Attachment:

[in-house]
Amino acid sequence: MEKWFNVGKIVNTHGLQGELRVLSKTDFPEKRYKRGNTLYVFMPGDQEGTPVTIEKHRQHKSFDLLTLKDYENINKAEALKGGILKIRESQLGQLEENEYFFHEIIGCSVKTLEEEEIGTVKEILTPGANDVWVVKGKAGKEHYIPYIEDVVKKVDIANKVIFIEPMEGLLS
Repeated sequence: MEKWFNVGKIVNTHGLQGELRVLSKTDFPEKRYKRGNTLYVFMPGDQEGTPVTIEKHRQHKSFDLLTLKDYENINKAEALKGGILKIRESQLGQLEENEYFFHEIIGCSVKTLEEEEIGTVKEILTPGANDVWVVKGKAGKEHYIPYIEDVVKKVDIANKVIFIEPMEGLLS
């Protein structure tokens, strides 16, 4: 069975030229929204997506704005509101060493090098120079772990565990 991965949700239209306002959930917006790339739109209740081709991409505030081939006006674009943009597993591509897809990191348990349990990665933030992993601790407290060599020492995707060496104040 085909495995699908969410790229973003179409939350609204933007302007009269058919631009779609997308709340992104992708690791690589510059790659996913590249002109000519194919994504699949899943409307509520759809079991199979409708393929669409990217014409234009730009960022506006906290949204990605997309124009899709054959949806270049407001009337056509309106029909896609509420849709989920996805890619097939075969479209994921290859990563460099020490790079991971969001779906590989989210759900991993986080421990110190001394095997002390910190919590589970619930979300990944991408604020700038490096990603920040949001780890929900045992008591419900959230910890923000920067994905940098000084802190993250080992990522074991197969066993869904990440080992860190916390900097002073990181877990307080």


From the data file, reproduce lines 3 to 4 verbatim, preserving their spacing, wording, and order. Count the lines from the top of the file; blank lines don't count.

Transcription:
Repeated sequence: MEKWFNVGKIVNTHGLQGELRVLSKTDFPEKRYKRGNTLYVFMPGDQEGTPVTIEKHRQHKSFDLLTLKDYENINKAEALKGGILKIRESQLGQLEENEYFFHEIIGCSVKTLEEEEIGTVKEILTPGANDVWVVKGKAGKEHYIPYIEDVVKKVDIANKVIFIEPMEGLLS
């Protein structure tokens, strides 16, 4: 069975030229929204997506704005509101060493090098120079772990565990 991965949700239209306002959930917006790339739109209740081709991409505030081939006006674009943009597993591509897809990191348990349990990665933030992993601790407290060599020492995707060496104040 085909495995699908969410790229973003179409939350609204933007302007009269058919631009779609997308709340992104992708690791690589510059790659996913590249002109000519194919994504699949899943409307509520759809079991199979409708393929669409990217014409234009730009960022506006906290949204990605997309124009899709054959949806270049407001009337056509309106029909896609509420849709989920996805890619097939075969479209994921290859990563460099020490790079991971969001779906590989989210759900991993986080421990110190001394095997002390910190919590589970619930979300990944991408604020700038490096990603920040949001780890929900045992008591419900959230910890923000920067994905940098000084802190993250080992990522074991197969066993869904990440080992860190916390900097002073990181877990307080």